A handful of county clerks have refused to issue marriage licenses to same-sex couples despite the Supreme Court’s June decision to legalize gay marriage throughout the country.
Marriage clerk Kim Davis of Rowan, Kentucky believes that putting her signature on such a license means that she approves the marriage. When Governor Steve Bashear ordered her to issue the licenses or quit her job, she took the case to court.
Judge David Bunning agreed with the governor, ruling that all county clerks must issue marriage licenses to gay couples – even if that action violates his or her religious beliefs. “Kim Davis’ religious convictions cannot excuse her from performing the duties that she took an oath to perform as Rowan County Clerk,” says the judge.
Kim responded to this attack on her religious freedom by filing an appeal of the court’s injunction order. Liberty Counsel attorney Roger Gannam wrote the following: “A SSM license issued on her authorization and bearing her name and imprimatur, substantially (and irreparably) burdens her conscience and religious freedom because it represents endorsement of, and participation in, a proposed union that is not marriage according to her sincere and deeply held religious convictions.”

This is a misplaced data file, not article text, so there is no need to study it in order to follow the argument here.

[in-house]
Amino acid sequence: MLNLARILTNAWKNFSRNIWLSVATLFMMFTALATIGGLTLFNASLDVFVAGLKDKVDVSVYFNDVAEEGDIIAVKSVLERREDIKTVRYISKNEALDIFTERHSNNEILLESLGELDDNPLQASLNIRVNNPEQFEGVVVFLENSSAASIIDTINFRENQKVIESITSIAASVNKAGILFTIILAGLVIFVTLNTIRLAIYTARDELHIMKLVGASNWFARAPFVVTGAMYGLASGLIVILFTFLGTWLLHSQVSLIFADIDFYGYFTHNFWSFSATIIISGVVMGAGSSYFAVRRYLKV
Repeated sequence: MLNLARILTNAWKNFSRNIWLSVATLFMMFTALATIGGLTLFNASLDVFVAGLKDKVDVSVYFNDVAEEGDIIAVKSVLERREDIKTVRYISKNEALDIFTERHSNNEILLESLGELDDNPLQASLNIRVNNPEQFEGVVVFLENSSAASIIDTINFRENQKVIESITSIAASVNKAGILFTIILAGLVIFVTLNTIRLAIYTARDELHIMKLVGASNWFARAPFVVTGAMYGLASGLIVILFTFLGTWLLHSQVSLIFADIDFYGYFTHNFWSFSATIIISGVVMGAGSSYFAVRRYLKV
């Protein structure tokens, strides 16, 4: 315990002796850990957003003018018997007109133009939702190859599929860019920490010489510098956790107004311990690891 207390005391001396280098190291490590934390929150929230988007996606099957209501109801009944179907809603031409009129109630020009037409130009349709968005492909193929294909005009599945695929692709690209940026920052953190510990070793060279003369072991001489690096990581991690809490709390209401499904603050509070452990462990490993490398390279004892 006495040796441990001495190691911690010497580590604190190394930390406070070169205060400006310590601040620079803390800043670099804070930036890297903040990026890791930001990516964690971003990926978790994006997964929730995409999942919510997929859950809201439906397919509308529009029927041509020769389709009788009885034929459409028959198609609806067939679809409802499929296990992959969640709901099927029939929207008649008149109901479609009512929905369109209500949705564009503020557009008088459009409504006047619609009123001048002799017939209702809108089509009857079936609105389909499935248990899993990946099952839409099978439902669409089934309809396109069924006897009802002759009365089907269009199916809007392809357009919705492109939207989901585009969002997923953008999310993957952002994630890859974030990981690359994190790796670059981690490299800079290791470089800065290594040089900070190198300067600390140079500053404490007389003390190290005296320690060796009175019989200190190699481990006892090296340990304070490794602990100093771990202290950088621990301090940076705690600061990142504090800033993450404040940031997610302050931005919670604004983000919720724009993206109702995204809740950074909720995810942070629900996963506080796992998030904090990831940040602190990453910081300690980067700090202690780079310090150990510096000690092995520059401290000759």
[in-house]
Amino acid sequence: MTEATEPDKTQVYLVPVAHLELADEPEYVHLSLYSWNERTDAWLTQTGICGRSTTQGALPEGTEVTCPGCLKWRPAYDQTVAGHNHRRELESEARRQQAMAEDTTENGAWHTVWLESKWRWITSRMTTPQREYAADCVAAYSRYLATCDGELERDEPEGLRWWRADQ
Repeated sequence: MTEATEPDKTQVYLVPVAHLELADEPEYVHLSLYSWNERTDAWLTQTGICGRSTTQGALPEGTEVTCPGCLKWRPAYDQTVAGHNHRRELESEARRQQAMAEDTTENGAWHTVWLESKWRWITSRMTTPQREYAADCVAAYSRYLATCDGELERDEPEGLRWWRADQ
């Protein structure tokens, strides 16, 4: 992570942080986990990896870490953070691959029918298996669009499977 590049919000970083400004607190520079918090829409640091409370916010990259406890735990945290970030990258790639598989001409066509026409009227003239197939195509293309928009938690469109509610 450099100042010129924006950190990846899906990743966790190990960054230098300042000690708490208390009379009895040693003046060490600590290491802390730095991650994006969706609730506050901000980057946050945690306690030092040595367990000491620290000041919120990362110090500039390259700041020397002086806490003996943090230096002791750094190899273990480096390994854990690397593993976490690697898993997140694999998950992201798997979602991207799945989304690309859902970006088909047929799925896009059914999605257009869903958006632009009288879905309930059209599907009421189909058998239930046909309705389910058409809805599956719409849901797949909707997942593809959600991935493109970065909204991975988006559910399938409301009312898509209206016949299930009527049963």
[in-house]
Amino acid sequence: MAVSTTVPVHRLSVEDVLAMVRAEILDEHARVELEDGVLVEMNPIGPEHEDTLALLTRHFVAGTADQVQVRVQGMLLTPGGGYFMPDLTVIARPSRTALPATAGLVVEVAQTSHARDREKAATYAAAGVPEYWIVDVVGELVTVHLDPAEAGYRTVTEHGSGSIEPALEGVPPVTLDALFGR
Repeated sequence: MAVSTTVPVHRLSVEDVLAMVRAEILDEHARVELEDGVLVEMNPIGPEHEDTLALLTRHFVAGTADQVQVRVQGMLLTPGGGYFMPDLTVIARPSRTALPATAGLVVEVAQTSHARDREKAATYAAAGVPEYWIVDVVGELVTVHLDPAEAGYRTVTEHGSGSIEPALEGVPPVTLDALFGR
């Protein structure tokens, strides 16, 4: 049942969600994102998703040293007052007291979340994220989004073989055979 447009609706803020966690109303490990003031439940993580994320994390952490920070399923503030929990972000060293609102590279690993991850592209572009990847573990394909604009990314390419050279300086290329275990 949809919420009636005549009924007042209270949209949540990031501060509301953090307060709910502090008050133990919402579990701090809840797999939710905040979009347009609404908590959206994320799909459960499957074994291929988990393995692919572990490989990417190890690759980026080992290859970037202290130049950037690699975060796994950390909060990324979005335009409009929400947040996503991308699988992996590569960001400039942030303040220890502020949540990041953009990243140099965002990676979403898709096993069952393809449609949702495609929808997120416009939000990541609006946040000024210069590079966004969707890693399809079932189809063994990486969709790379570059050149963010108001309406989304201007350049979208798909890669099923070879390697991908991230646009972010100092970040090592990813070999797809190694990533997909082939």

Kim Davis is frustrated that out of the many marriage clerks who share her opinions, she was the one singled out. According to Judge Bunning, Davis is free to live her Christian life at home. On the clock, however, she must forget about it.
Dan Canon, lawyer on the other side of the case, argues: “It reaffirms the idea that we’ve been trying to stress all along, which is that individual elected officials are not allowed to govern according to their own private religious beliefs.”
Speaking of religious beliefs, President Obama is under fire for replacing the phrase “freedom of religion” with “freedom of worship” when speaking of the First Amendment. He first used the phrase in 2009 and has been using it ever since.
This new language has angered many faith leaders, a group of which worked together to write a letter to the President: “We … write to you with deep concern about the wording of the answer to question 51 on the study materials for the civics portion of the naturalization exam. The question asks students to provide two rights guaranteed to everyone living in the United States, and listed among the possible correct answers is ‘freedom of worship.’ We write to you requesting that this answer be immediately corrected to the constitutionally accurate answer – ‘freedom of religion.”
The authors of the letter mentioned that in many countries where “freedom of worship,” is legal, citizens’ religious freedoms are restricted.
Senator James Lankford of Oklahoma believes the president is “misrepresenting” the First Amendment with this new language. “We in the United States actually have freedom of religion, not freedom of worship.”
Kim Davis is now being sued by the American Civil Liberties Union and has started a case against Governor Steve Beshear.